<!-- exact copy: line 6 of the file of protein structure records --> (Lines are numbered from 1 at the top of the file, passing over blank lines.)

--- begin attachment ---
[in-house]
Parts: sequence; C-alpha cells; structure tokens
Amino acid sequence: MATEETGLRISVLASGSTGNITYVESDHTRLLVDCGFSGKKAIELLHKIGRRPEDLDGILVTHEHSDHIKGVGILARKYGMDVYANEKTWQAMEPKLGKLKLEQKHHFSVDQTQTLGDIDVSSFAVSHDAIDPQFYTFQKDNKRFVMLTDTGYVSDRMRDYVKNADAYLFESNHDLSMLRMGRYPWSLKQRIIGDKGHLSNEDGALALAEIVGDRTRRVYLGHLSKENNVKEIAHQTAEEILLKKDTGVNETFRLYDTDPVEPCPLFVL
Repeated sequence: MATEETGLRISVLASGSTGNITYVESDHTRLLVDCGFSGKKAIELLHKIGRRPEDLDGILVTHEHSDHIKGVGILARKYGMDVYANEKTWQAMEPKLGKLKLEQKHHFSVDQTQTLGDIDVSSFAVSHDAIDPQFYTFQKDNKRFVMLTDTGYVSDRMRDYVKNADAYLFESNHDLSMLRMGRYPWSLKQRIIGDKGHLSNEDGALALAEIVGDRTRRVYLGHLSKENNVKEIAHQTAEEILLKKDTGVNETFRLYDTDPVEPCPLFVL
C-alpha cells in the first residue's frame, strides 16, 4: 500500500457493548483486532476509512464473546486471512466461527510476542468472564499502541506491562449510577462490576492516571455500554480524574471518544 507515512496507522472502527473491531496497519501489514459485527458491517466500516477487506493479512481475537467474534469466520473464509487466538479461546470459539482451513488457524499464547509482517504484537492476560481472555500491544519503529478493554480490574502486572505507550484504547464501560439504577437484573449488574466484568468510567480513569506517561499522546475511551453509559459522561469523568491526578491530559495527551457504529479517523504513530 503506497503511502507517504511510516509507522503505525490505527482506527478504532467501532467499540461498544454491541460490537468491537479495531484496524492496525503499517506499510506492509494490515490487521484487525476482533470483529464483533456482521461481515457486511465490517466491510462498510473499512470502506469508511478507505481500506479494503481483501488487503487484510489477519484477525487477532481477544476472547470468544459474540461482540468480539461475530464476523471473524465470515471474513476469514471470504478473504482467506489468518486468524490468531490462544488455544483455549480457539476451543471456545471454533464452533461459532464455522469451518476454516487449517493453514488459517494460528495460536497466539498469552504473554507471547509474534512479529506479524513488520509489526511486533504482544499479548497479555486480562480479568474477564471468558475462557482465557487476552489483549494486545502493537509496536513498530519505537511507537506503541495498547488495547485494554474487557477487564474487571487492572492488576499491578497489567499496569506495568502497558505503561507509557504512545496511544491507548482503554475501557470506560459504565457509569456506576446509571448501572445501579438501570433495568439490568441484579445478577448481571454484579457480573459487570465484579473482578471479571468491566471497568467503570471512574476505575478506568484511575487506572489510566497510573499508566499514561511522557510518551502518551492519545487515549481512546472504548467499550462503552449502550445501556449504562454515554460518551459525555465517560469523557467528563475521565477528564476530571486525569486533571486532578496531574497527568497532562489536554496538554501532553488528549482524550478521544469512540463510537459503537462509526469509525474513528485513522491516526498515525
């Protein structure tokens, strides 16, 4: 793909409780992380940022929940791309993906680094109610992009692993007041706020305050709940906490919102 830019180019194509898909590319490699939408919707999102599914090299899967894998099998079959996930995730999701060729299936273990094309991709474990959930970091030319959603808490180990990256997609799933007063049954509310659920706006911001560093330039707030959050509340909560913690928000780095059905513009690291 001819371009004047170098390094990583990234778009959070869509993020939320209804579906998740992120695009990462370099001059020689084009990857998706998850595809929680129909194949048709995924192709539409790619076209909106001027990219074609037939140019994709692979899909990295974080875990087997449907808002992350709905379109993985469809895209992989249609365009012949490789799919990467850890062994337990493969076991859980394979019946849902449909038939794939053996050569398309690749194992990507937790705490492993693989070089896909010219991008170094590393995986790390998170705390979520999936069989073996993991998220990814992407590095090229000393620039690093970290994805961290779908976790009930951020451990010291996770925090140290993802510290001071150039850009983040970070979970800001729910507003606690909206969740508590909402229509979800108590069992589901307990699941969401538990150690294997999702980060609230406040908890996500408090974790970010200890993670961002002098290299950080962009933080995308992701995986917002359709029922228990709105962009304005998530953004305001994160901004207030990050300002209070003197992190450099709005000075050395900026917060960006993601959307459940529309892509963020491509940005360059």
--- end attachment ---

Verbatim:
């Protein structure tokens, strides 16, 4: 793909409780992380940022929940791309993906680094109610992009692993007041706020305050709940906490919102 830019180019194509898909590319490699939408919707999102599914090299899967894998099998079959996930995730999701060729299936273990094309991709474990959930970091030319959603808490180990990256997609799933007063049954509310659920706006911001560093330039707030959050509340909560913690928000780095059905513009690291 001819371009004047170098390094990583990234778009959070869509993020939320209804579906998740992120695009990462370099001059020689084009990857998706998850595809929680129909194949048709995924192709539409790619076209909106001027990219074609037939140019994709692979899909990295974080875990087997449907808002992350709905379109993985469809895209992989249609365009012949490789799919990467850890062994337990493969076991859980394979019946849902449909038939794939053996050569398309690749194992990507937790705490492993693989070089896909010219991008170094590393995986790390998170705390979520999936069989073996993991998220990814992407590095090229000393620039690093970290994805961290779908976790009930951020451990010291996770925090140290993802510290001071150039850009983040970070979970800001729910507003606690909206969740508590909402229509979800108590069992589901307990699941969401538990150690294997999702980060609230406040908890996500408090974790970010200890993670961002002098290299950080962009933080995308992701995986917002359709029922228990709105962009304005998530953004305001994160901004207030990050300002209070003197992190450099709005000075050395900026917060960006993601959307459940529309892509963020491509940005360059």